CLOSES continued from Pg. 1 Every time she stepped foot in the store, the line was almost out the door, she said. At least half of her friends utilized TXTBookRental as well. “I am horrible at remembering to mail things, so using Chegg or other textbook rental websites isn’t really an option for me,” Schreyer said. She plans to buy her books from both Amazon and friends who are also psychology majors, she said. “Textbooks are the biggest rip off and a little bit of my soul dies every time I pay for them,” Schreyer said. “I have to pay for college entirely by myself, so every
Photo by Nick Ebertz/ The Shield
Worker constructs portion on top of Teaching Theatre.
BENNETT continued from Pg. 1 “If someone wanted to drop someone off, they would always end up blocking a lane of traffic,” Helfrich said. “This will help keep the traffic flowing but allow people to drop off and pick up persons for events.” Medians between the travel lanes were also constructed. “They allow us to not only make the area prettier with more plants, but it is also a safety feature,” he said. Another safety feature is the raised crosswalks that will help direct pedestrians across the roads at a central point. “(The renovations) are just going to make the entrance to the PAC much more attractive and help beautify the campus even more,” he said. The project cost $670,000, with 80 percent of the funding coming from the federal government in 2009, and the remaining 20 percent coming from USI reserves funds.
Other campus projects: The Eagles Nest, the area in University Center West where all the food options are, received new lighting fixtures. The Recreation, Fitness and Wellness Center added a new computer lab adjoining the indoor track on the facility’s second level. The Health Professions building added a simulation lab for its students.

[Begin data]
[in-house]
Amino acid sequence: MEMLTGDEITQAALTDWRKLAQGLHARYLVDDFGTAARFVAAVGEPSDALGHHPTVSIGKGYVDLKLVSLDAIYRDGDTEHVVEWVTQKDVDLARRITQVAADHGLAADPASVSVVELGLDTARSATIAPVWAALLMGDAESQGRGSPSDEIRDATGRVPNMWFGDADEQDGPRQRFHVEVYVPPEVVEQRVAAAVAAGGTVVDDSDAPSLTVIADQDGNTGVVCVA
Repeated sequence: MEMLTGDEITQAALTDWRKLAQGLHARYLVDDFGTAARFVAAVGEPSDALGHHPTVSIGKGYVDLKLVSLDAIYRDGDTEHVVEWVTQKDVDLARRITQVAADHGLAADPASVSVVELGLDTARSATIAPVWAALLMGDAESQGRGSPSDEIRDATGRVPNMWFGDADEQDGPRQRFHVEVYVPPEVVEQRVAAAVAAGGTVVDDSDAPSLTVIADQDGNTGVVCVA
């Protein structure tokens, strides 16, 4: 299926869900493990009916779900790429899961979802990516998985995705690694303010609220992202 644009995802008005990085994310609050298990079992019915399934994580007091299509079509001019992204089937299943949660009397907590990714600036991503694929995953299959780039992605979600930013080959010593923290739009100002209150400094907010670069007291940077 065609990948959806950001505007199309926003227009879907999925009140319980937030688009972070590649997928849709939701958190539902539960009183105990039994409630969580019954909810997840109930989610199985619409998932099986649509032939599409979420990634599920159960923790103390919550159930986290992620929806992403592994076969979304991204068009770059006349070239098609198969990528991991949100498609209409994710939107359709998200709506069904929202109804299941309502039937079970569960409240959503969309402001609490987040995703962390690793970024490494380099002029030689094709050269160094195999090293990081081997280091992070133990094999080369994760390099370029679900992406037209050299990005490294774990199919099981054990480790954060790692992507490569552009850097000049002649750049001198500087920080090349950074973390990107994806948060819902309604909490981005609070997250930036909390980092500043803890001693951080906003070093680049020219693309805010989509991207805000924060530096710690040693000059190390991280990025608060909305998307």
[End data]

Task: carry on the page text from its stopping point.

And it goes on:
dollar counts.” The following status was posted to the local business’ Facebook page Aug. 12: “Yo, we’ll have a small space open until August 28, 2013 for online order pickup, rental returns, and store credit redemption. We’re no longer buying books back or taking orders in store.” The current store hours are 11 a.m. to 3 p.m. Monday through Saturday. Bader said no potential buyers have been announced and there are no plans to remain open after Aug. 28.
OPENS continued from Pg. 1 A couple years later, Goelzhauser asked the same consultants to visit a second time, and again, they said the bookstore needed to be remodeled. It was finally approved three years ago. “Everything takes time, and of course, there are budgets,” Goelzhauser said. “You don’t always get money when you want money.” The two-phase project cost the university $700,000, said Mark Rozewski, vice president for finance and administratio. The first phase was completed last year, but the majority of the change took place this summer. “We totally gutted the Bookstore,” Goelzhauser
said. “All new fixtures; everything was brand new. We were stuck in the 90s, so we got rid of everything. It was time for us to move into the 2000s.” With the help of R. Berlin and Associates Retail Design and Planning of Detroit, the new store came together piece by piece, he said. “We took the same square-footage and better utilized it,” Goelzhauser said. Aside from specifics, store staff had very little input on the design. There was no student input at all. There was no increase in the amount of full time store personnel or student workers. A new program was in-
troduced this semester that will allow students who are enrolled in university courses to purchase up to $1,000 worth of merchandise, excluding Apple products. “We’re hoping to be a convenience for the students,” Goelzhauser said. Apple products are not included because most are $1,000 or more, he said. Apple didn’t want the university to advertise an Apple store because it is not an Apple store, Goelzhauser said. The USI Campus Store is an authorized reseller of apple products. While it’s too early to tell whether or not sells have gone up, Goelzhauser said what he’s hearing